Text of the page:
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9/11, the BSE Crisis, and Environmental Management in the Transboundary Plains–Prairies Region

Shannon Bruyneel


As the Canada–US environmental relationship is driven by subnational, regional cross-border relationships, it has been argued that it is only indirectly affected by national differences in other policy domains. Although the Canada–US relationship has long been characterized by the absence of conflict, there are several policy domains in which the stances of the two nations diverge. This paper examines if Canada–US environmental relations in the subnational Saskatchewan–Montana borderland region remain indirectly affected after existing international tensions in other policy domains were inflamed by the September 11, 2001 (9/11) terrorist attacks on the United States and the 2003 BSE Crisis. 9/11 triggered a cascade of changes in the way that borders have been conceptualized and managed around the world, and it led to the implementation of stringent new border security regulations. Although 9/11 was a national/international level event, it has served to “thicken” the border at the national, regional, and local levels. By contrast, the BSE Crisis did not lead to such robust changes to the border and cross-border relationships; however, lingering tensions remain among some individuals and communities on the Canadian side of the border. This paper illustrates how restricted cross-border communication, mobility and cooperation, and eroded trust between international neighbours induced by 9/11 and the BSE Crisis, have been detrimental to formal transboundary grasslands conservation and management efforts across the Saskatchewan–Montana border.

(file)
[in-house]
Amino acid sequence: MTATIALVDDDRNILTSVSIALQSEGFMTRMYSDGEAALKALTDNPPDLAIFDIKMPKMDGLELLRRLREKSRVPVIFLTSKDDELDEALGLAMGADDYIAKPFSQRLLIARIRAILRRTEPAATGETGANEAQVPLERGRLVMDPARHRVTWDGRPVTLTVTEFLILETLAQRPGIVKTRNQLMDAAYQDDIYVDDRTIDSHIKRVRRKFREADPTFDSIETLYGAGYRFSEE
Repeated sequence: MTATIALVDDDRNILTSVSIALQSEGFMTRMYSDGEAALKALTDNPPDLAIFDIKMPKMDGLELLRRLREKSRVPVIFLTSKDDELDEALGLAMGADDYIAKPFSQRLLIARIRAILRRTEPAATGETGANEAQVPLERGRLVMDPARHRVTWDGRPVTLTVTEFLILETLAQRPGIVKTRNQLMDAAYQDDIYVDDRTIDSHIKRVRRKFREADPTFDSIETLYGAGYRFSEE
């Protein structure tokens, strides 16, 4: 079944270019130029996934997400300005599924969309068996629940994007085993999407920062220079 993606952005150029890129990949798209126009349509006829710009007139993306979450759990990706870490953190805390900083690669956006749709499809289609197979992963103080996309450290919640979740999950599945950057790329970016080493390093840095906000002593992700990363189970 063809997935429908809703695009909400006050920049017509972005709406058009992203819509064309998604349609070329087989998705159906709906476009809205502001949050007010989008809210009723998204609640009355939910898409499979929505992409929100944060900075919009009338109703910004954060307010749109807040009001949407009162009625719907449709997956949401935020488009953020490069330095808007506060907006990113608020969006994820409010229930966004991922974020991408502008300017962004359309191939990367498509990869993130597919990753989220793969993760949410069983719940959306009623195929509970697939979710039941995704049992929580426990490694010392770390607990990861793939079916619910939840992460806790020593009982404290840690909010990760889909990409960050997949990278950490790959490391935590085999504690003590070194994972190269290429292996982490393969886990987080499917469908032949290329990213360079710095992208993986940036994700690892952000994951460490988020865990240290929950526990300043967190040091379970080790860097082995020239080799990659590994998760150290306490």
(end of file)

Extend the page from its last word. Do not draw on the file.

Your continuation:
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Print ISSN: 0886-5655
Online ISSN: 2159-1229